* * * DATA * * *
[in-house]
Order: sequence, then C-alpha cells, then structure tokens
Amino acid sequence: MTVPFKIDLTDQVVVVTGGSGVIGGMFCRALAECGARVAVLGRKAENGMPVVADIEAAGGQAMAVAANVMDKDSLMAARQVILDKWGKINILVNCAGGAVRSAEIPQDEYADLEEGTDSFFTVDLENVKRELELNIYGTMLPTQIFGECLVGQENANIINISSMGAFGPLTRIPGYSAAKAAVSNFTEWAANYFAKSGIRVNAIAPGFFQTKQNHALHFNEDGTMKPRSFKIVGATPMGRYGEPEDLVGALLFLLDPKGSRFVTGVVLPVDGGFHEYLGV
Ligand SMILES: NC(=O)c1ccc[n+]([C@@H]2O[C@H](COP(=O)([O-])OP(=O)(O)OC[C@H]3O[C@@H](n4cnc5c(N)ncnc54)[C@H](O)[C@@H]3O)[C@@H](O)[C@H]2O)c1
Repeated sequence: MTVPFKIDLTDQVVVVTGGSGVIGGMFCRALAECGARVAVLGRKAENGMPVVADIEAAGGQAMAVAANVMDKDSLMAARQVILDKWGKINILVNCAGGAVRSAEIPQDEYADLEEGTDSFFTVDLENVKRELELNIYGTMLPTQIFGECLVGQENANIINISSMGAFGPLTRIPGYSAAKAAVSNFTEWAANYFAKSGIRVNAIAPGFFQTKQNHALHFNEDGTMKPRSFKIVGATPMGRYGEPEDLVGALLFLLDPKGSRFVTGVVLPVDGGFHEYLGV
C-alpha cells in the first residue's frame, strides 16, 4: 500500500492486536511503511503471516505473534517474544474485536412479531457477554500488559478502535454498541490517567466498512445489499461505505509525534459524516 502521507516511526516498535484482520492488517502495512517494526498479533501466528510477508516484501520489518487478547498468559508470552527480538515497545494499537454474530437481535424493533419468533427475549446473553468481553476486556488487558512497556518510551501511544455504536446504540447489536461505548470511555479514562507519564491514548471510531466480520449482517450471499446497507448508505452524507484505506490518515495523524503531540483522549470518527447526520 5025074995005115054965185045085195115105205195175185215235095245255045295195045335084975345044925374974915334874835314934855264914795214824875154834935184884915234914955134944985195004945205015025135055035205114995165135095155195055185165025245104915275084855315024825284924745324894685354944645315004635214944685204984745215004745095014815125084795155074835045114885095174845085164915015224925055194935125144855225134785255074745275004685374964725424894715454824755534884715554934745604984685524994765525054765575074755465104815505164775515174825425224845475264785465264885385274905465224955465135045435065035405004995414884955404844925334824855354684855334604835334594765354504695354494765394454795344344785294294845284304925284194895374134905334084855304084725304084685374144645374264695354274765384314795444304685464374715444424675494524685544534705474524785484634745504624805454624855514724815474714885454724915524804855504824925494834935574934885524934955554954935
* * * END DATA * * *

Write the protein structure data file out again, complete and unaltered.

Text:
[in-house]
Order: sequence, then C-alpha cells, then structure tokens
Amino acid sequence: MTVPFKIDLTDQVVVVTGGSGVIGGMFCRALAECGARVAVLGRKAENGMPVVADIEAAGGQAMAVAANVMDKDSLMAARQVILDKWGKINILVNCAGGAVRSAEIPQDEYADLEEGTDSFFTVDLENVKRELELNIYGTMLPTQIFGECLVGQENANIINISSMGAFGPLTRIPGYSAAKAAVSNFTEWAANYFAKSGIRVNAIAPGFFQTKQNHALHFNEDGTMKPRSFKIVGATPMGRYGEPEDLVGALLFLLDPKGSRFVTGVVLPVDGGFHEYLGV
Ligand SMILES: NC(=O)c1ccc[n+]([C@@H]2O[C@H](COP(=O)([O-])OP(=O)(O)OC[C@H]3O[C@@H](n4cnc5c(N)ncnc54)[C@H](O)[C@@H]3O)[C@@H](O)[C@H]2O)c1
Repeated sequence: MTVPFKIDLTDQVVVVTGGSGVIGGMFCRALAECGARVAVLGRKAENGMPVVADIEAAGGQAMAVAANVMDKDSLMAARQVILDKWGKINILVNCAGGAVRSAEIPQDEYADLEEGTDSFFTVDLENVKRELELNIYGTMLPTQIFGECLVGQENANIINISSMGAFGPLTRIPGYSAAKAAVSNFTEWAANYFAKSGIRVNAIAPGFFQTKQNHALHFNEDGTMKPRSFKIVGATPMGRYGEPEDLVGALLFLLDPKGSRFVTGVVLPVDGGFHEYLGV
C-alpha cells in the first residue's frame, strides 16, 4: 500500500492486536511503511503471516505473534517474544474485536412479531457477554500488559478502535454498541490517567466498512445489499461505505509525534459524516 502521507516511526516498535484482520492488517502495512517494526498479533501466528510477508516484501520489518487478547498468559508470552527480538515497545494499537454474530437481535424493533419468533427475549446473553468481553476486556488487558512497556518510551501511544455504536446504540447489536461505548470511555479514562507519564491514548471510531466480520449482517450471499446497507448508505452524507484505506490518515495523524503531540483522549470518527447526520 5025074995005115054965185045085195115105205195175185215235095245255045295195045335084975345044925374974915334874835314934855264914795214824875154834935184884915234914955134944985195004945205015025135055035205114995165135095155195055185165025245104915275084855315024825284924745324894685354944645315004635214944685204984745215004745095014815125084795155074835045114885095174845085164915015224925055194935125144855225134785255074745275004685374964725424894715454824755534884715554934745604984685524994765525054765575074755465104815505164775515174825425224845475264785465264885385274905465224955465135045435065035405004995414884955404844925334824855354684855334604835334594765354504695354494765394454795344344785294294845284304925284194895374134905334084855304084725304084685374144645374264695354274765384314795444304685464374715444424675494524685544534705474524785484634745504624805454624855514724815474714885454724915524804855504824925494834935574934885524934955554954935